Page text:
Manuele Cerutti is attuned to the materiality of common objects, showcasing the inherent value of these objects through painting. His artmaking ritual involves sourcing his subjects from amidst everyday life, and then arranging them into de-contextualised physical compositions. This action recalls the workings of Arte Povera in the 1960s, when artists sought to challenge valuations of art by incorporating unconventional materials, such as soil twigs, and waste, into their work. However, where these movements favor common materials because they are valueless, Cerutti cherishes such objects because they are uncommonly valuable. In Cerutti’s practice, sculptural arrangements are translated into the language of oil painting, affirming mundane sights as deserving of the care and value traditionally associated with old masters.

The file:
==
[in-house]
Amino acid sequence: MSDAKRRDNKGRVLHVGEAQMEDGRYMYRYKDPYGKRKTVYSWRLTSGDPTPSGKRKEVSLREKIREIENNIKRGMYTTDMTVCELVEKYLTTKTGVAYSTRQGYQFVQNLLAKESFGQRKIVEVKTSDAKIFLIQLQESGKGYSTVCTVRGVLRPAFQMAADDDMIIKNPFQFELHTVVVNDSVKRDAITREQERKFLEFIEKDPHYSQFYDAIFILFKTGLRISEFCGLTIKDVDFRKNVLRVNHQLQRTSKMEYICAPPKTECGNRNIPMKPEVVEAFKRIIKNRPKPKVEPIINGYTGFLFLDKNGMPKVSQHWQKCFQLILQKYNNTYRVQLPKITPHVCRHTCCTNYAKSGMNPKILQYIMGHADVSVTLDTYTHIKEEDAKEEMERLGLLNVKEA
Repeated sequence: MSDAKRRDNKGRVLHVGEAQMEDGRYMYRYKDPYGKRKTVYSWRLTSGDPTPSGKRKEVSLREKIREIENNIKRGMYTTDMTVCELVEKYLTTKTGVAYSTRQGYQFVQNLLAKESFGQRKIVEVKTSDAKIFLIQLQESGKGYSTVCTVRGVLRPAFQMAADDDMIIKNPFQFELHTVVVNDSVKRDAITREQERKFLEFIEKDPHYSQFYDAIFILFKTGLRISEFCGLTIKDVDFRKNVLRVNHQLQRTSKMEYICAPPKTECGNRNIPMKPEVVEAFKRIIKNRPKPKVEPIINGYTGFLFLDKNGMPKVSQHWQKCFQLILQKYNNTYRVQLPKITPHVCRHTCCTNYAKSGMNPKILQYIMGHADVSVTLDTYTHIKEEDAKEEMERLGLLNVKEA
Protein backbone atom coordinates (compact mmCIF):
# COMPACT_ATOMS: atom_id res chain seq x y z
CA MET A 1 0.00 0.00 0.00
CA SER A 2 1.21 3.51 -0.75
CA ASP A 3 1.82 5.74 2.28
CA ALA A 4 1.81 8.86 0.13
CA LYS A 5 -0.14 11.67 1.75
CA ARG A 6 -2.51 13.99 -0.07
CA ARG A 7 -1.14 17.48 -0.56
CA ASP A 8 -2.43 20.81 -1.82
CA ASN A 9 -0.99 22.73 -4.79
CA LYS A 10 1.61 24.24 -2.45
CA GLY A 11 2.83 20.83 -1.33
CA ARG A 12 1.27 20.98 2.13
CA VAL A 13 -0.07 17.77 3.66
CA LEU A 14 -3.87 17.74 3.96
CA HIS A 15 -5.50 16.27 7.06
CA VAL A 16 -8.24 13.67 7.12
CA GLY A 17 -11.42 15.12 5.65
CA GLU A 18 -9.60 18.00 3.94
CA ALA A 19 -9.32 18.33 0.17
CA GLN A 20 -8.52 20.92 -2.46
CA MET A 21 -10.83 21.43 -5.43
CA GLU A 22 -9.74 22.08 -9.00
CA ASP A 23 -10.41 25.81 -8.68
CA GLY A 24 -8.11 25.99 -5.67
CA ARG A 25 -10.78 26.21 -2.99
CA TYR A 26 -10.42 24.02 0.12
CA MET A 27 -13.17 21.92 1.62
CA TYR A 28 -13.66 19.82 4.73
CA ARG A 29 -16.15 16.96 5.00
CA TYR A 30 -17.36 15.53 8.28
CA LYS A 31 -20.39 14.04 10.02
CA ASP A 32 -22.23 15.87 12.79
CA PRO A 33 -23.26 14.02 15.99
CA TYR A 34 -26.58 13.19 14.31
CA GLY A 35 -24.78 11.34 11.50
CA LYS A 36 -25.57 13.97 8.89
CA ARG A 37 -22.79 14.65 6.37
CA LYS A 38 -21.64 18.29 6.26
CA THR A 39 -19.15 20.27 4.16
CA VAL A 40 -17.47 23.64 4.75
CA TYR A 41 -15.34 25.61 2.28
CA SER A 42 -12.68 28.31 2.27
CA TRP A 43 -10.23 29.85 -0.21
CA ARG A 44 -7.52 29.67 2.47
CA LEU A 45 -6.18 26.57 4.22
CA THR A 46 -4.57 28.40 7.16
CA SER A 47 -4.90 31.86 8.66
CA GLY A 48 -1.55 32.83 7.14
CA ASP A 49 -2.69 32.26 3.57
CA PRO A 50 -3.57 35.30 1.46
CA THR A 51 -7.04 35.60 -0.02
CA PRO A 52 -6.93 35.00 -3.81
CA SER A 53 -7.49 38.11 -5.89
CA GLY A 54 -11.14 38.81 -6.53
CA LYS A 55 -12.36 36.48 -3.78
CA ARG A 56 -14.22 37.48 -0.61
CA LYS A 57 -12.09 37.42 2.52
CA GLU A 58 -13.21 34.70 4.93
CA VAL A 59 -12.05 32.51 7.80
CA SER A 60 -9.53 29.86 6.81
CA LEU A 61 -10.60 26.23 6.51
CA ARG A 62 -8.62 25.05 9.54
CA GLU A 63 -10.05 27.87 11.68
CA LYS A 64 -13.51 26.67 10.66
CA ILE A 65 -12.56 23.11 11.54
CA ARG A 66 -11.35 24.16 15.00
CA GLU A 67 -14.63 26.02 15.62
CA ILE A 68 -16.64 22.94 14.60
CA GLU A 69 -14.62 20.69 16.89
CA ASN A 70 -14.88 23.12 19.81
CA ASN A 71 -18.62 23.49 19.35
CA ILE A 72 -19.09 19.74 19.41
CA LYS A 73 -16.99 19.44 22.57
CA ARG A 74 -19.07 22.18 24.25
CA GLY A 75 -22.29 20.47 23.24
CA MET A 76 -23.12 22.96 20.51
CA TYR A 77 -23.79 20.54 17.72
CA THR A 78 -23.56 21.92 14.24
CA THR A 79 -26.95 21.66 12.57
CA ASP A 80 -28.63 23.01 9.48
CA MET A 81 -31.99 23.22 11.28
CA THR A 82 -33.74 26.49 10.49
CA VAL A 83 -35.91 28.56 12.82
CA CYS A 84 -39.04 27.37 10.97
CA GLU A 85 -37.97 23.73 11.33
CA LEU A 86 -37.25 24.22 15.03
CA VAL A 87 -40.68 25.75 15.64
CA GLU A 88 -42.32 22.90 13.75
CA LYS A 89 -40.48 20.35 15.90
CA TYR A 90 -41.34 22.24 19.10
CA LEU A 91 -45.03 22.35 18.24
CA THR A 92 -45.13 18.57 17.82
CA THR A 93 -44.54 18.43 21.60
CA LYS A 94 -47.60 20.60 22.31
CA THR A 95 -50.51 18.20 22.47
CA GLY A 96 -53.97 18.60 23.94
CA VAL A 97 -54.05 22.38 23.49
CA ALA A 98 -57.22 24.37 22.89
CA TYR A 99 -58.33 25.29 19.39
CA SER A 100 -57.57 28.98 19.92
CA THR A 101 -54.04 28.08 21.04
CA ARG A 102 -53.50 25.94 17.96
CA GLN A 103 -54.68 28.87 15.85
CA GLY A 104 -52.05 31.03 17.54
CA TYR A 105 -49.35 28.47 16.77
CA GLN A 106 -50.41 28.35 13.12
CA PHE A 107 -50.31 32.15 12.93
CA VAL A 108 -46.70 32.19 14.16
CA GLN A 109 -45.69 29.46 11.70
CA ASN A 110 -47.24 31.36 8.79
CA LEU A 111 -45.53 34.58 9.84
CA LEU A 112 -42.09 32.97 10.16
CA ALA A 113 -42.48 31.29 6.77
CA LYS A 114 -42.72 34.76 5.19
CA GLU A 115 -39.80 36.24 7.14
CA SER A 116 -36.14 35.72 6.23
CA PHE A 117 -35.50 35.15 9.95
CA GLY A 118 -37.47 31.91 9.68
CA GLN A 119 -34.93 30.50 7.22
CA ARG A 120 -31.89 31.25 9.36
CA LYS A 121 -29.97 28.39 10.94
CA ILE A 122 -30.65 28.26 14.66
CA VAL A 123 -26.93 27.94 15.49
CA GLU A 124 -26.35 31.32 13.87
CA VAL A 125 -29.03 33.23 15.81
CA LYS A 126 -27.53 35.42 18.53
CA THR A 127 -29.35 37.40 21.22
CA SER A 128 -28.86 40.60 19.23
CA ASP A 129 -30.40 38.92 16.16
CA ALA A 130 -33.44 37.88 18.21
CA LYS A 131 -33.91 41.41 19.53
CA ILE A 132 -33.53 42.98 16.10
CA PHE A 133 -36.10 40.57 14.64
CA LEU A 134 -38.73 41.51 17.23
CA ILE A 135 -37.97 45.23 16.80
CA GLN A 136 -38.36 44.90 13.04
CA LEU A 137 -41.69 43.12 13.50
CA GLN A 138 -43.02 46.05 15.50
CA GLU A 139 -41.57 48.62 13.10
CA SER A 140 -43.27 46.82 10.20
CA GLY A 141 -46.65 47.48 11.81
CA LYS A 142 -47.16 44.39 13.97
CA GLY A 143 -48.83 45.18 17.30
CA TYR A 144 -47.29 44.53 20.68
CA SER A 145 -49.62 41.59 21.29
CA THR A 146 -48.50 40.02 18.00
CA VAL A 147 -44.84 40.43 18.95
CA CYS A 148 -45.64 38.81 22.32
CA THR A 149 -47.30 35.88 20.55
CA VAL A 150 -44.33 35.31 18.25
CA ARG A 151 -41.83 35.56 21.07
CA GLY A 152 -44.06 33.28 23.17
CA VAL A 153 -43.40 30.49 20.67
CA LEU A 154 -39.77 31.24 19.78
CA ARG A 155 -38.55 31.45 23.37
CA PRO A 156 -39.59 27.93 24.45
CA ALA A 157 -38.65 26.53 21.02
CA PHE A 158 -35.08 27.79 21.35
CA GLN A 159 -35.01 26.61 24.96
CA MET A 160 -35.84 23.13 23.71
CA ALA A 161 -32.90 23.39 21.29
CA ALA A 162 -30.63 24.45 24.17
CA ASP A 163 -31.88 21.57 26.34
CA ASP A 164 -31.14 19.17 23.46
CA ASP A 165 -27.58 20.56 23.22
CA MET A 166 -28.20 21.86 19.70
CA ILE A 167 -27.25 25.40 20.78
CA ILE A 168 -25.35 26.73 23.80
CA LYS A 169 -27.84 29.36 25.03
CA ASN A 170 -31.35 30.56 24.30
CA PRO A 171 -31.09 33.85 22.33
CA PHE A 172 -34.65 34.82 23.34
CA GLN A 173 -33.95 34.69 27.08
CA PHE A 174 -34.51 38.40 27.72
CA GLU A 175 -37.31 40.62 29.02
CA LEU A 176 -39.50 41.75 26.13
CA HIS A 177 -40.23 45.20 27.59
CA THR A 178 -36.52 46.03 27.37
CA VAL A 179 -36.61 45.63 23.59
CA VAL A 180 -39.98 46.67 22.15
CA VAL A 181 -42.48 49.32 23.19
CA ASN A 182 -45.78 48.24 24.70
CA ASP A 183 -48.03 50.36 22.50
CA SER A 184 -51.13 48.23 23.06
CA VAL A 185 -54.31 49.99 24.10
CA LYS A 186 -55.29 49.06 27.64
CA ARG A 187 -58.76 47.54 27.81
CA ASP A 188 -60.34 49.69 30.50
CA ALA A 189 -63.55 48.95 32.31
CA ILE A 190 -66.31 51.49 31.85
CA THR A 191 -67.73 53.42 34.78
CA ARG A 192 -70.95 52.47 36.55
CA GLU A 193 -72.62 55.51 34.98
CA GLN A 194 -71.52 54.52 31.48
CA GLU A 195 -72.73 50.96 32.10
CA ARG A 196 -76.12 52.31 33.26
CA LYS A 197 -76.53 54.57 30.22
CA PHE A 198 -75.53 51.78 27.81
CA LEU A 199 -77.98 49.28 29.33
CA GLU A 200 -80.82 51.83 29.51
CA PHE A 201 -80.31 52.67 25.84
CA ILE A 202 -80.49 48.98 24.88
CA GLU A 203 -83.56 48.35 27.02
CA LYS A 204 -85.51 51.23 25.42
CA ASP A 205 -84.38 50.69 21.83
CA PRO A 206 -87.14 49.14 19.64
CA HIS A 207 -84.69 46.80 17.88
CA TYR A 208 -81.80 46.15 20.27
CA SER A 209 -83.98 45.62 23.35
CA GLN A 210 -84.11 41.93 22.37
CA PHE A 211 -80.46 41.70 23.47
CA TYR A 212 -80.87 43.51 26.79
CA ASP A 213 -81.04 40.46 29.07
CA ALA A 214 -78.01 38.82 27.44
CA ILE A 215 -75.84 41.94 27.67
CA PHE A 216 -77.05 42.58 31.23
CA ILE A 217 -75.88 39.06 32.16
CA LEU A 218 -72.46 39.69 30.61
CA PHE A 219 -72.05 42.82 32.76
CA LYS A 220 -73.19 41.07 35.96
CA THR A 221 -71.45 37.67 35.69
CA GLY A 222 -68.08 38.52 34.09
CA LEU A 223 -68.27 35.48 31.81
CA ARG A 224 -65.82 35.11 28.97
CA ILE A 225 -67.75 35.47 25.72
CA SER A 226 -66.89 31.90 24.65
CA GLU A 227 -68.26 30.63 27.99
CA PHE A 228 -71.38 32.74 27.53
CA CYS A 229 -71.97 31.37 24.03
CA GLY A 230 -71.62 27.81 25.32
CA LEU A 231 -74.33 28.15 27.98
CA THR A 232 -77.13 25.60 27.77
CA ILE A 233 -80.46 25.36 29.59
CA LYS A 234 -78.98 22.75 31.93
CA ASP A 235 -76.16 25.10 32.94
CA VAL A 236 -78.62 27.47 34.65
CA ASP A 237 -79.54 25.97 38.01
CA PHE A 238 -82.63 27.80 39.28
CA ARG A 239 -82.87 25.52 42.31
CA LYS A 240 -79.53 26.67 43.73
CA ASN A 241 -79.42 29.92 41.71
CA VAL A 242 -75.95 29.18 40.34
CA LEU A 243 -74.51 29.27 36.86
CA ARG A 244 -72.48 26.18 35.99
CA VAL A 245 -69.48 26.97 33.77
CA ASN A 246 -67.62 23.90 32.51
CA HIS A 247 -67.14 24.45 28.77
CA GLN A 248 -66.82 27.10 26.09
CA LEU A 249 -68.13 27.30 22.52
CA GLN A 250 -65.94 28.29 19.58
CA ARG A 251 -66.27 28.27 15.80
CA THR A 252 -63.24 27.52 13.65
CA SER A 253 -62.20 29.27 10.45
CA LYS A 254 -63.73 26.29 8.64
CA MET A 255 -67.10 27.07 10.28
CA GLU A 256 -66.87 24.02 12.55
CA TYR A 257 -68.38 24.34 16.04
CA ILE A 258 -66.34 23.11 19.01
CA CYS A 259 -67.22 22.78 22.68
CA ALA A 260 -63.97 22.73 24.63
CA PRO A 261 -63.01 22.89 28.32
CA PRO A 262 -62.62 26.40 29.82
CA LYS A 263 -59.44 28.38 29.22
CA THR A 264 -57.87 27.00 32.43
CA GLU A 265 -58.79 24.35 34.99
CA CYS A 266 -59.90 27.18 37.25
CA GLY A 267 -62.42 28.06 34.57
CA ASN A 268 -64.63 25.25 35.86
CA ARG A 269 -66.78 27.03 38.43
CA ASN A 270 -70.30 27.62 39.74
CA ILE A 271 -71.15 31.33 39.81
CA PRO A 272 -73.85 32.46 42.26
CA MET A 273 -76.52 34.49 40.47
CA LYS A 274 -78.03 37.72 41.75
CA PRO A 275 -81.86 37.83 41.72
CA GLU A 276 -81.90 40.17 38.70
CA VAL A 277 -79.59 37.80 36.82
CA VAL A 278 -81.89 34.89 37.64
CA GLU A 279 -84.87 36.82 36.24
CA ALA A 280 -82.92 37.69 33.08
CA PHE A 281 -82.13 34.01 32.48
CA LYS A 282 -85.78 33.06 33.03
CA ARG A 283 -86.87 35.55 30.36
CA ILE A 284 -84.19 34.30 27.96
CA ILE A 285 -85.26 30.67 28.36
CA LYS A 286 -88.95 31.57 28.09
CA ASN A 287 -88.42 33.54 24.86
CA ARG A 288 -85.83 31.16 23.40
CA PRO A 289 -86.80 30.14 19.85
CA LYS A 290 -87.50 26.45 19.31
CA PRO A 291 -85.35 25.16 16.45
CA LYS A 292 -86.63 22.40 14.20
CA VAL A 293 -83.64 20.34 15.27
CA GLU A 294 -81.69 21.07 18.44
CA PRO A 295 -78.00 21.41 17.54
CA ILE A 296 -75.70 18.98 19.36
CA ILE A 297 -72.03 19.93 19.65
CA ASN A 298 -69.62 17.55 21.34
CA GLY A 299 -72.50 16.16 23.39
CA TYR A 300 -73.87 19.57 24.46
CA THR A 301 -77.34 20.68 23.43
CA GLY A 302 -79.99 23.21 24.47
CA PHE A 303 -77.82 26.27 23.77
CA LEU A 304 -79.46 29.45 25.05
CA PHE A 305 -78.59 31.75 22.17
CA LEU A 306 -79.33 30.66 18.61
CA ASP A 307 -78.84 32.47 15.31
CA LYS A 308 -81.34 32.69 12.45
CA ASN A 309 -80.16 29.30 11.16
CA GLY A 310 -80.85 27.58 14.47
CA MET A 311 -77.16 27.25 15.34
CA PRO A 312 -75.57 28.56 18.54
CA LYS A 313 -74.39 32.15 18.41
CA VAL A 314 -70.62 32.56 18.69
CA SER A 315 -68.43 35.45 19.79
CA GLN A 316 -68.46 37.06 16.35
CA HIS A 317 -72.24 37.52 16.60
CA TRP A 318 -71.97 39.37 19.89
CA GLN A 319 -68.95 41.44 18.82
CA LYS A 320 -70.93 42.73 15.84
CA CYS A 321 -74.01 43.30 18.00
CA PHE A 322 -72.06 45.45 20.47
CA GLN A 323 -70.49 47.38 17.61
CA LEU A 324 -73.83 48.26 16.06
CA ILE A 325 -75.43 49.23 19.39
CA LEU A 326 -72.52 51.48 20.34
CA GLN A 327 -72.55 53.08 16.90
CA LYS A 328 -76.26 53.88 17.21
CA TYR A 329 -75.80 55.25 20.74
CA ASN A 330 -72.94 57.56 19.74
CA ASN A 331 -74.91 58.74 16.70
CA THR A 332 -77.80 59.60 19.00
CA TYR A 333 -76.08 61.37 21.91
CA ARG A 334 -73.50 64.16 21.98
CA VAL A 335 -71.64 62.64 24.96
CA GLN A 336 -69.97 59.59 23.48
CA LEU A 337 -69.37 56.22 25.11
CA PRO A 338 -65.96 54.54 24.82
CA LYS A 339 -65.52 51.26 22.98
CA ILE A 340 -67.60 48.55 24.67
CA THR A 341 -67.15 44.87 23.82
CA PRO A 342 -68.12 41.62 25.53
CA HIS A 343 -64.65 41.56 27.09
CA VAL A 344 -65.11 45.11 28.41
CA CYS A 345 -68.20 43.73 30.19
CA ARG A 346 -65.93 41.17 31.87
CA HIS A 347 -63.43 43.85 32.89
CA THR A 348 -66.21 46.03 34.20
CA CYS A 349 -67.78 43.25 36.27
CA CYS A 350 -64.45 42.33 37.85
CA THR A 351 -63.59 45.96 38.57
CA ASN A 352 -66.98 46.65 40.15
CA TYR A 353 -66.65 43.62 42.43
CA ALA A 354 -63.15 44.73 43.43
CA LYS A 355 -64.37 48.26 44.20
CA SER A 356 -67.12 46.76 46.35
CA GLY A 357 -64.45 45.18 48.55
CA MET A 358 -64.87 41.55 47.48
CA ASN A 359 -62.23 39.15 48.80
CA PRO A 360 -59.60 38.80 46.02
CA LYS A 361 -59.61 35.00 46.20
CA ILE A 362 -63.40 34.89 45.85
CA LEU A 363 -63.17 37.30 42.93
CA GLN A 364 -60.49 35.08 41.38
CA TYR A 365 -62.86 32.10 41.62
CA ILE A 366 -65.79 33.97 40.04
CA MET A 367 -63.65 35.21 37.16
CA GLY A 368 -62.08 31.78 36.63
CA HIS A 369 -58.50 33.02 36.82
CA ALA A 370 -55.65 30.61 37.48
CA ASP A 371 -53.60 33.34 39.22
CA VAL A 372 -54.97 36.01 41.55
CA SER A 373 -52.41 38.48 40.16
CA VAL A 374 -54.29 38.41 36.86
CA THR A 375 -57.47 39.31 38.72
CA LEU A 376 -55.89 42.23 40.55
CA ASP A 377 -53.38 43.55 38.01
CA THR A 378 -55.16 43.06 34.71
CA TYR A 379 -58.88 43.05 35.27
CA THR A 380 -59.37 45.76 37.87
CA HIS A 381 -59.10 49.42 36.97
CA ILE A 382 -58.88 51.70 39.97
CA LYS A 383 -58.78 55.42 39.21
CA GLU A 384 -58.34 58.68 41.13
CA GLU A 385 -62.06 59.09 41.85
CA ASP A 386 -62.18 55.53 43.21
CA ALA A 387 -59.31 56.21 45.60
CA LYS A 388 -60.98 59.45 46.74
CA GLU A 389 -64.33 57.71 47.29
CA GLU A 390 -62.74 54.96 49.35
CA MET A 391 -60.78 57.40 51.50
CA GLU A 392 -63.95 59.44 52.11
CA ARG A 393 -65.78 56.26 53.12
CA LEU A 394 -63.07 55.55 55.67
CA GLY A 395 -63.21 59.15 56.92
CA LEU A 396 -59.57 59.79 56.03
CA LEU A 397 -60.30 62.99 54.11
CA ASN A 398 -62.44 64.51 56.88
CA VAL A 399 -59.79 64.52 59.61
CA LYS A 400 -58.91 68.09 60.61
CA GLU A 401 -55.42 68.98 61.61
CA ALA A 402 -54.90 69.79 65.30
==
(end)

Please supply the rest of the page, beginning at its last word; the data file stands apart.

The unfortunate sight of plastic caught upon branches or other structures is an ubiquitous sight in urban areas; In La Forza Del Sogno, The Power of Dream, Cerutti recasts this circumstance in the manner of assemblage. The resulting image appears foreign while emulating the familiar; a lurching limb bends to probe a translucent, indefinite clear plastic object form across the picture plane, the cast shadow upon the back wall representing a gnarled, snake-like form. When encountered in common life, these objects are vested with communal concerns. By de-contextualising these humble materials from their situation in public, Cerutti presents them in the manner of portraiture. Replicating the sights of modern life through innovative compositions and masterful painting, Cerutti gives viewers cause to reconsider the aesthetic value inherent to unlikely forms.